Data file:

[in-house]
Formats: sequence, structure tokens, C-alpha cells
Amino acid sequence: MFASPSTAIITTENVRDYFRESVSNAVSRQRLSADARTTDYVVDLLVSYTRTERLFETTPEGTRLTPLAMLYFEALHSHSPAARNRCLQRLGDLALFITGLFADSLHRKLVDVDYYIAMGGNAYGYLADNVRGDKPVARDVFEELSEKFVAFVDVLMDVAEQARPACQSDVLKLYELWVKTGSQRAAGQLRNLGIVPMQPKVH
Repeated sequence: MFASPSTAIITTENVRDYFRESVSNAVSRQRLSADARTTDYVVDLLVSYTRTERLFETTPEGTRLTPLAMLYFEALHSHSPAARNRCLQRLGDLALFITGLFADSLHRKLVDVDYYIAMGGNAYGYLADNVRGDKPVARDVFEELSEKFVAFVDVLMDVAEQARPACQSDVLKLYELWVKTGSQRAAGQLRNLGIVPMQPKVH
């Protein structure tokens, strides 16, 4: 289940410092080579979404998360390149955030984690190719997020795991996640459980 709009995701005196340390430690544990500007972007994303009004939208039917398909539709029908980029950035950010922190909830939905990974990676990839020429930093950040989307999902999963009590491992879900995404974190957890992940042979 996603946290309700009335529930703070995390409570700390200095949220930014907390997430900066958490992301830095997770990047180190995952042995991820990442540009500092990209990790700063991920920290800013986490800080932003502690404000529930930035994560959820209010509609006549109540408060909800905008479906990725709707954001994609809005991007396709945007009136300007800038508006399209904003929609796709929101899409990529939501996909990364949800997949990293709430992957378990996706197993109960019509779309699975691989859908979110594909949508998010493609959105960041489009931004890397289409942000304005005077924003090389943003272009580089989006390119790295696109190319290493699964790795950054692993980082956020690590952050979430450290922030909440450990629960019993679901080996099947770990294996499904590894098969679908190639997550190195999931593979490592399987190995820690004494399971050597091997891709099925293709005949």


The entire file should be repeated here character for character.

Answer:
[in-house]
Formats: sequence, structure tokens, C-alpha cells
Amino acid sequence: MFASPSTAIITTENVRDYFRESVSNAVSRQRLSADARTTDYVVDLLVSYTRTERLFETTPEGTRLTPLAMLYFEALHSHSPAARNRCLQRLGDLALFITGLFADSLHRKLVDVDYYIAMGGNAYGYLADNVRGDKPVARDVFEELSEKFVAFVDVLMDVAEQARPACQSDVLKLYELWVKTGSQRAAGQLRNLGIVPMQPKVH
Repeated sequence: MFASPSTAIITTENVRDYFRESVSNAVSRQRLSADARTTDYVVDLLVSYTRTERLFETTPEGTRLTPLAMLYFEALHSHSPAARNRCLQRLGDLALFITGLFADSLHRKLVDVDYYIAMGGNAYGYLADNVRGDKPVARDVFEELSEKFVAFVDVLMDVAEQARPACQSDVLKLYELWVKTGSQRAAGQLRNLGIVPMQPKVH
């Protein structure tokens, strides 16, 4: 289940410092080579979404998360390149955030984690190719997020795991996640459980 709009995701005196340390430690544990500007972007994303009004939208039917398909539709029908980029950035950010922190909830939905990974990676990839020429930093950040989307999902999963009590491992879900995404974190957890992940042979 996603946290309700009335529930703070995390409570700390200095949220930014907390997430900066958490992301830095997770990047180190995952042995991820990442540009500092990209990790700063991920920290800013986490800080932003502690404000529930930035994560959820209010509609006549109540408060909800905008479906990725709707954001994609809005991007396709945007009136300007800038508006399209904003929609796709929101899409990529939501996909990364949800997949990293709430992957378990996706197993109960019509779309699975691989859908979110594909949508998010493609959105960041489009931004890397289409942000304005005077924003090389943003272009580089989006390119790295696109190319290493699964790795950054692993980082956020690590952050979430450290922030909440450990629960019993679901080996099947770990294996499904590894098969679908190639997550190195999931593979490592399987190995820690004494399971050597091997891709099925293709005949």